The torch in 1996 was fuelled by propylene, a type of substance that could give out a bright flame. However, since propylene was loaded with carbon, it would produce plenty of smoke which was detrimental to the environment. In 2000, the designers of the Sydney Olympic torch proposed a lighter and cheaper design, which was harmless to the environment. For the fuel, they decided to go with a combination of 35 per cent propane (a gas that is used for cooking and heating) and 65 per cent butane (a gas that is obtained from petroleum), thus creating a powerful flame without generating much smoke.
Both the 1996 and 2000 torches adopted a double flame burning system, enabling the flames to stay lit even in severe weather conditions. The exterior flame bums at a slower rate and at a lower temperature. It can be perceived easily with its big orange flame, but it is unstable. On the other hand, the interior flame bums faster and hotter, generating a small blue flame with great stability, due to the internal site offering protection from the wind. Accordingly, the interior flame would serve as a pilot light, which could relight the external flame if it should go out.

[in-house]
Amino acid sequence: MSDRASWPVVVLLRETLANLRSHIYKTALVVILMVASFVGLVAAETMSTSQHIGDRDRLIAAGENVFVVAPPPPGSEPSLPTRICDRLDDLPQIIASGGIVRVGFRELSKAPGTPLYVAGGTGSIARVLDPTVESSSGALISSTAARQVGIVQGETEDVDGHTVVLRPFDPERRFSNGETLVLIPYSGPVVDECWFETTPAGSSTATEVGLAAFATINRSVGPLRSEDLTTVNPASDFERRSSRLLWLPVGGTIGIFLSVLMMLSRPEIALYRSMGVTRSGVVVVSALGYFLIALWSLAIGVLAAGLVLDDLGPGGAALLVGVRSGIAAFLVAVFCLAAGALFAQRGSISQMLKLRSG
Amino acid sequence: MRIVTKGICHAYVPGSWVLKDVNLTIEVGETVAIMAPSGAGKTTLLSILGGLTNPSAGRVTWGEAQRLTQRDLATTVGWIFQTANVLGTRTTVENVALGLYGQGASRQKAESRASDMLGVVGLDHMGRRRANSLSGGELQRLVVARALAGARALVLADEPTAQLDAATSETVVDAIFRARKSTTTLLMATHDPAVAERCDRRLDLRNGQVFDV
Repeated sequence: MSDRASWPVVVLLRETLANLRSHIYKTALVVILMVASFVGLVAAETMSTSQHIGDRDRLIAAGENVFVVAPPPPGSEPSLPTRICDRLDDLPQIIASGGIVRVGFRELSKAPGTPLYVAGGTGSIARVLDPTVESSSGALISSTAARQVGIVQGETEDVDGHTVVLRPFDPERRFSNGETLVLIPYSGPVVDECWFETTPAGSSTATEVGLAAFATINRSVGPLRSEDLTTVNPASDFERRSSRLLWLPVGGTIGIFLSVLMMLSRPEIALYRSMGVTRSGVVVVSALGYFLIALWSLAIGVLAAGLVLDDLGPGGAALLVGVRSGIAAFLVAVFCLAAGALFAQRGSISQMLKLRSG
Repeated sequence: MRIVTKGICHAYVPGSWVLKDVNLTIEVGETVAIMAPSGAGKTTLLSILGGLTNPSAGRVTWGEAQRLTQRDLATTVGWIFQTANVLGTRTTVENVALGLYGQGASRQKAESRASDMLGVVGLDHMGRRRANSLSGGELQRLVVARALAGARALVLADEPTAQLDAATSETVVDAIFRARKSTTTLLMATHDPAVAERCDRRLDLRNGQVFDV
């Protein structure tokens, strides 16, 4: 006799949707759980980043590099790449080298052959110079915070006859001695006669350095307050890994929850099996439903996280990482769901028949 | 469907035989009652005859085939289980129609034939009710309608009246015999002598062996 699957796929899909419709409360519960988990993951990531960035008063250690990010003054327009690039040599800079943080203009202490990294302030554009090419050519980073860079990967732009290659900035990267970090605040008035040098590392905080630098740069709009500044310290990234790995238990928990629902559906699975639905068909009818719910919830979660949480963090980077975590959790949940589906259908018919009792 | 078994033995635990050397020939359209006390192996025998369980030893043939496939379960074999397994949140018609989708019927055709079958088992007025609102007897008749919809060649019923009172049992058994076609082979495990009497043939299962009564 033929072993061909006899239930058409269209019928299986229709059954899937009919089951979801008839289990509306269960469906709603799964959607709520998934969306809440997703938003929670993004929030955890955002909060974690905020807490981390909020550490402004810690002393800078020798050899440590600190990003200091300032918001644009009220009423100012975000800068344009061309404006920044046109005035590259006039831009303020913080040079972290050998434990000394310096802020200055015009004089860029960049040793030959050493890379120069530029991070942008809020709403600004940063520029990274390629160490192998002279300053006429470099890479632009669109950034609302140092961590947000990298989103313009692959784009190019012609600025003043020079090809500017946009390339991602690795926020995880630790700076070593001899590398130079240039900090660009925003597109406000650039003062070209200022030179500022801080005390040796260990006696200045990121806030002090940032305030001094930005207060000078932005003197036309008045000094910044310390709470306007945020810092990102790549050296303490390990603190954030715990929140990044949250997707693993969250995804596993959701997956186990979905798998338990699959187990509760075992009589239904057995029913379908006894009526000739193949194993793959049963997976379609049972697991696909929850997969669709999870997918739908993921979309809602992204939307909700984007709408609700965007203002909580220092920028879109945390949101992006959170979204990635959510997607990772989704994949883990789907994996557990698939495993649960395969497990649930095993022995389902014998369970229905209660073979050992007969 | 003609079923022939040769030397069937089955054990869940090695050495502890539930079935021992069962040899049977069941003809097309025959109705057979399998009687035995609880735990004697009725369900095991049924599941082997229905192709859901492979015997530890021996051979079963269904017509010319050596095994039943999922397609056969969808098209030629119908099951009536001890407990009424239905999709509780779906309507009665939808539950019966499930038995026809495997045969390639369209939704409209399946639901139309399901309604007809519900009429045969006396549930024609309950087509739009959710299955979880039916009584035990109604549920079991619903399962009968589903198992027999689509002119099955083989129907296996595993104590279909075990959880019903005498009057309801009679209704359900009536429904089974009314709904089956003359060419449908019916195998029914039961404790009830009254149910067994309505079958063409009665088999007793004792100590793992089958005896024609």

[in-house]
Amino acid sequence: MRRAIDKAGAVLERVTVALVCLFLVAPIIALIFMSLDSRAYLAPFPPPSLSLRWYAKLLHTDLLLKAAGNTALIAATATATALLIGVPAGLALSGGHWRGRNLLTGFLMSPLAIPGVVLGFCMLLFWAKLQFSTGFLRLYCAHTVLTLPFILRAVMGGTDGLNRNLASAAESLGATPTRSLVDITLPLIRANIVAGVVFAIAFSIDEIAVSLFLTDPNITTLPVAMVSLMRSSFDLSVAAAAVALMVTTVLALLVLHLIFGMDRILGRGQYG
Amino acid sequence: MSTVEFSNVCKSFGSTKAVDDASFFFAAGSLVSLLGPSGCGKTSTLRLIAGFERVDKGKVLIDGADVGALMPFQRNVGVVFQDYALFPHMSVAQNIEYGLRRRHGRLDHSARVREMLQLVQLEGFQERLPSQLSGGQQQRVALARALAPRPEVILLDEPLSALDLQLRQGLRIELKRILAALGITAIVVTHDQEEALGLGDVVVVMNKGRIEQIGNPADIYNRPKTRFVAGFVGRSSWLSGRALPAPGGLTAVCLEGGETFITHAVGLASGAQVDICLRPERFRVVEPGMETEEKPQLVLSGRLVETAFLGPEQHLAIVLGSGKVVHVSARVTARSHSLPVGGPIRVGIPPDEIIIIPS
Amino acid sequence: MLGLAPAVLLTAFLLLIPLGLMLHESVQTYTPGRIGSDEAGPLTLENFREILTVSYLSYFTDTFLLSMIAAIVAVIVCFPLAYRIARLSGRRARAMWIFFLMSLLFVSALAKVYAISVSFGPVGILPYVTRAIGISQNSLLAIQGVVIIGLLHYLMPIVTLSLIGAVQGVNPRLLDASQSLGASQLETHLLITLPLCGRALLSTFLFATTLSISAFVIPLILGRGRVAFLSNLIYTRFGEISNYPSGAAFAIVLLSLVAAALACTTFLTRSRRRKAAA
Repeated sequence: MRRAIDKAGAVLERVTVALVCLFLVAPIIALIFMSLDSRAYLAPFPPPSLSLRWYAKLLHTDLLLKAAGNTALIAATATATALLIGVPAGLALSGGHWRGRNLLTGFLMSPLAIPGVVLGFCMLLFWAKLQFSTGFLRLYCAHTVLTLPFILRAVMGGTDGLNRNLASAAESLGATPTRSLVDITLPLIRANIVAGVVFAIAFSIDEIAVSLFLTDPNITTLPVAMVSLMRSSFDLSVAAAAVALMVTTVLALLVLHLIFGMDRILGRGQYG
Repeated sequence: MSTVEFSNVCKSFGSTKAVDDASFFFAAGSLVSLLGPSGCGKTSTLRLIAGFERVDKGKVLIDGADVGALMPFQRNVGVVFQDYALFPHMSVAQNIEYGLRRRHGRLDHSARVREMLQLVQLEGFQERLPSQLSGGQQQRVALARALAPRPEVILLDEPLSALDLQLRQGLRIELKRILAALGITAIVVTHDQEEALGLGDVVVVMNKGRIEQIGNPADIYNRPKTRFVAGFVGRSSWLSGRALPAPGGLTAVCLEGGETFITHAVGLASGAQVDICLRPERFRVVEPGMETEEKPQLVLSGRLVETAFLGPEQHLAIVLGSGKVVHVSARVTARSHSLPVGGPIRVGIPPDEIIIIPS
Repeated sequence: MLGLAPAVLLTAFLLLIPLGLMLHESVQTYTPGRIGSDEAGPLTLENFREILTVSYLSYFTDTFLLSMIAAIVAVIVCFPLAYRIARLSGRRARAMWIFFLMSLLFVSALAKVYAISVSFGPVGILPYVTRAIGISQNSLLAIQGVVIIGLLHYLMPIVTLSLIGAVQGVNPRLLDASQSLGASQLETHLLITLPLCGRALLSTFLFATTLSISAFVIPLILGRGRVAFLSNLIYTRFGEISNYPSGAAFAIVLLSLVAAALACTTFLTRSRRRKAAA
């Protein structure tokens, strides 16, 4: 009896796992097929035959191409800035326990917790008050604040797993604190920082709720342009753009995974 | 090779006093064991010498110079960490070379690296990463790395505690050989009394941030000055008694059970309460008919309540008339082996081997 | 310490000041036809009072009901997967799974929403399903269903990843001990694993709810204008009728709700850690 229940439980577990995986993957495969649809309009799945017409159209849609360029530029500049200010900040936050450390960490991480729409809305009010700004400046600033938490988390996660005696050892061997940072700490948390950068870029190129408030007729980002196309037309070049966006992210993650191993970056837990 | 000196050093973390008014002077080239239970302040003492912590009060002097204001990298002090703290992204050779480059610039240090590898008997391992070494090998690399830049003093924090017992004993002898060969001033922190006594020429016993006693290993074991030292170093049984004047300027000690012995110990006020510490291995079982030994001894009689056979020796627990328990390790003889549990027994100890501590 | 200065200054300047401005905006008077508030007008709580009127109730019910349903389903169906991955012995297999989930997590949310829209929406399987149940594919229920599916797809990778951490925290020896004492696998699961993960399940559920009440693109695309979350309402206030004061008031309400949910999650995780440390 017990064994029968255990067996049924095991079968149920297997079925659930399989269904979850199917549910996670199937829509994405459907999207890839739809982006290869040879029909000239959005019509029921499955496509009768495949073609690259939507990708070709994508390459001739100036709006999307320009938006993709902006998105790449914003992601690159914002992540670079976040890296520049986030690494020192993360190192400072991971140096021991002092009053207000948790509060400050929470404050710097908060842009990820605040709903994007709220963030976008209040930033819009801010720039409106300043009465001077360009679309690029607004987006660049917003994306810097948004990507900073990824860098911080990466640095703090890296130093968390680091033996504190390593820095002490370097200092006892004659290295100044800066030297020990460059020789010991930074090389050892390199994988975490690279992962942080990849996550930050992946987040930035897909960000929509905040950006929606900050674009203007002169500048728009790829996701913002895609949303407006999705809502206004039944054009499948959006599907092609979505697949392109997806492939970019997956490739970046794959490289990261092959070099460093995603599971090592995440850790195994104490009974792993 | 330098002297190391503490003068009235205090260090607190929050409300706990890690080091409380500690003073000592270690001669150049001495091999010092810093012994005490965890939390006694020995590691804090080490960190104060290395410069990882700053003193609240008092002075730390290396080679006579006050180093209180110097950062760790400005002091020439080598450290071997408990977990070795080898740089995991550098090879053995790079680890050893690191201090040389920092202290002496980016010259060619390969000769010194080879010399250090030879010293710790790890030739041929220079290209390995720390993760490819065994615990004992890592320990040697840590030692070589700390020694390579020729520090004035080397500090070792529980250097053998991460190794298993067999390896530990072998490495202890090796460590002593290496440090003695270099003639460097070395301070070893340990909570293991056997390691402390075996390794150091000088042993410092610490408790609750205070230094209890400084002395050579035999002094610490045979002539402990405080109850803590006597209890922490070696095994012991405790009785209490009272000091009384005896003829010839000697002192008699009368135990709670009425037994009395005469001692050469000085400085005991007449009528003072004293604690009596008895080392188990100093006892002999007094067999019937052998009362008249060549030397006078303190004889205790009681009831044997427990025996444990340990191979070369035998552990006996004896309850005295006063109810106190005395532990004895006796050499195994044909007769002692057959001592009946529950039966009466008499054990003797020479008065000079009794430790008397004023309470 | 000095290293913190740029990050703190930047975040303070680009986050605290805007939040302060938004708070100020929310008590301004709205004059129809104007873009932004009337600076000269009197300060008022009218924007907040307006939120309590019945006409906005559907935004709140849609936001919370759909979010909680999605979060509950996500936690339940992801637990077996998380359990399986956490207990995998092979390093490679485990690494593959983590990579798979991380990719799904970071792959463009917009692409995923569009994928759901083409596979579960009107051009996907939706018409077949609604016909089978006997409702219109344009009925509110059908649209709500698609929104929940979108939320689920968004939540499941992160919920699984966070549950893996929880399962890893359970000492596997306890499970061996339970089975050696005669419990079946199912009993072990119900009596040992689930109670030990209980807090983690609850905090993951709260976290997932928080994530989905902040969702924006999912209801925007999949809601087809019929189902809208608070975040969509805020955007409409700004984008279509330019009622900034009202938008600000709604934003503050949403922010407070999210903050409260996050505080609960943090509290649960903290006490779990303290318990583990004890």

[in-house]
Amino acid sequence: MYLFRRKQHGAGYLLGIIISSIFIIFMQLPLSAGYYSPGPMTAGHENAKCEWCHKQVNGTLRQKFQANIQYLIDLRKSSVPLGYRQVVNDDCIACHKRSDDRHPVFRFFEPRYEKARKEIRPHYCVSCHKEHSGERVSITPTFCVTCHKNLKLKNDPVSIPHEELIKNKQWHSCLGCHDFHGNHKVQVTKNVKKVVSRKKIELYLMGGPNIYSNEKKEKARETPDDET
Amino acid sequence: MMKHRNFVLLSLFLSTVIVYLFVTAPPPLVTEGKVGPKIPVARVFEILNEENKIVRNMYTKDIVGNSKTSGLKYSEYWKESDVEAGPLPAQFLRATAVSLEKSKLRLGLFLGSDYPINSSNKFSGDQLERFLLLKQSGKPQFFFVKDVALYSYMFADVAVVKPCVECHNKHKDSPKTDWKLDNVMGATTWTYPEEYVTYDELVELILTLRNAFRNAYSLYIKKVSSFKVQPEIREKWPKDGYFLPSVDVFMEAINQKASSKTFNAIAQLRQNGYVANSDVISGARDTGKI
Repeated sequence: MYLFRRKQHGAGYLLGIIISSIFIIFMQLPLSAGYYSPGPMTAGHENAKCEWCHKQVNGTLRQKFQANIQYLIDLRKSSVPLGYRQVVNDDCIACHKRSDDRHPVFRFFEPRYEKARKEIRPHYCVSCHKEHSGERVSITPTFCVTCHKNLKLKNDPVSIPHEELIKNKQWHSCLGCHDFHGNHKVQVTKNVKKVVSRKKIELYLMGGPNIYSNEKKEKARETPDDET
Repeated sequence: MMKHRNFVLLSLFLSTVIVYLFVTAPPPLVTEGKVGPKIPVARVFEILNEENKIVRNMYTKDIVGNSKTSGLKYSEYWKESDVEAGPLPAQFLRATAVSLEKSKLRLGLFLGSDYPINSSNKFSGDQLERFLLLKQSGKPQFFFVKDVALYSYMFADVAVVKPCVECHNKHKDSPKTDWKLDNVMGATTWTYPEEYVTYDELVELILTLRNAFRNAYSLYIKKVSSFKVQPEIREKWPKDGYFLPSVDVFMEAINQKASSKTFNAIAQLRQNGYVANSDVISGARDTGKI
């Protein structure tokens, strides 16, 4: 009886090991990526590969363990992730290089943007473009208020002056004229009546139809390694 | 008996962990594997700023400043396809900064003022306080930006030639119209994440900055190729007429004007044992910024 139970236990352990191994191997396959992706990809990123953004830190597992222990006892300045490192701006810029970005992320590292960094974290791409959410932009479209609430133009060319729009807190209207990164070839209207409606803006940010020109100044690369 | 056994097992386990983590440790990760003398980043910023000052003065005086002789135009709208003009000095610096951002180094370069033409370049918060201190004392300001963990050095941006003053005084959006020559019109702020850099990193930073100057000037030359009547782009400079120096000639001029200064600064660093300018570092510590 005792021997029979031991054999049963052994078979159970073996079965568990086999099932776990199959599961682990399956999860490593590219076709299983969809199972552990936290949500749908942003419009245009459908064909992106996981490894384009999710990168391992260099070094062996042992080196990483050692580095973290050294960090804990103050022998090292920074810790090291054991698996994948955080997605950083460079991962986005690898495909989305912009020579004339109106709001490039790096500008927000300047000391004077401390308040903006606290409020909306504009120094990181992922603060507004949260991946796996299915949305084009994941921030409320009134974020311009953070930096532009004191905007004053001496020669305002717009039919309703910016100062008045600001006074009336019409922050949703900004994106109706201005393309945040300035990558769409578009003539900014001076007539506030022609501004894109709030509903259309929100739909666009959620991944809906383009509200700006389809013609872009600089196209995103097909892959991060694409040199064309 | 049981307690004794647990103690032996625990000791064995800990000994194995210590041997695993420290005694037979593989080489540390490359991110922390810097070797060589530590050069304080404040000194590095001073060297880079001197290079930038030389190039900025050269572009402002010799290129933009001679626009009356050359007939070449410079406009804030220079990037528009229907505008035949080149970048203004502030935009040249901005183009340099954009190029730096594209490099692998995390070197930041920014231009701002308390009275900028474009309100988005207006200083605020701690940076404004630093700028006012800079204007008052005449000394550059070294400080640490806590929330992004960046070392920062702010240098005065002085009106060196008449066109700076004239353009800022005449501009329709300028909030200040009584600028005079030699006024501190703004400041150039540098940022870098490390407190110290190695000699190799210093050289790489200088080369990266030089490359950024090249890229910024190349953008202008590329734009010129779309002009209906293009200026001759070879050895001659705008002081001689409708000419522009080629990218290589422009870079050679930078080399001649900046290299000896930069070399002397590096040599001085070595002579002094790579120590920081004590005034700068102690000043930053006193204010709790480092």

As for the torch of 2002 Olympics in Salt Lake City, the top section was made of glass in which the flame burned, for the purpose of echoing the theme of ‘Light the Fire Within’ of that Olympics. This torch was of great significance for the designs of following torches.
Complete the summary below. Choose NO MORE THAN THREE WORDS from the passage for each answer.
The Olympic torch, as requested by the Olympic Committee, will be carefully designed so that it is capable of withstanding all kinds of (27)……………………Generally, the design of the modern Olympic torch has both (28)…………………value. The torch must be copied, and thousands of torches are constructed to accommodate thousands of runners who will carry them through each leg of the Olympic relay. Each runner has an opportunity to purchase the torch as a(n) (29)…………………….at the end of his or her leg of the relay.
Look at the following statements (Questions 30-35) and the list of Olympic torches below. Match each statement with the correct Olympic torch, A-H.
List of Olympic Torches
A ancient Greek Olympic flames
B Berlin Games torch (1936)
C 1952 Winter Games flame
D 1956 Games torch
E Munich Games torch (1972)
F 1996 torch (Atlanta)
G 2000 torch (Sydney)
H 2002 torch (Salt Lake City)
30. first liquid fuel
31. not environmentally friendly
32. beginning to record the runners’ name
33. potentially risky as it burnt the runner’s arms
34. specially designed for a theme of ‘Light’
35. not lit in Greece
Label the diagram below. Choose NO MORE THAN THREE WORDS from the passage for each answer.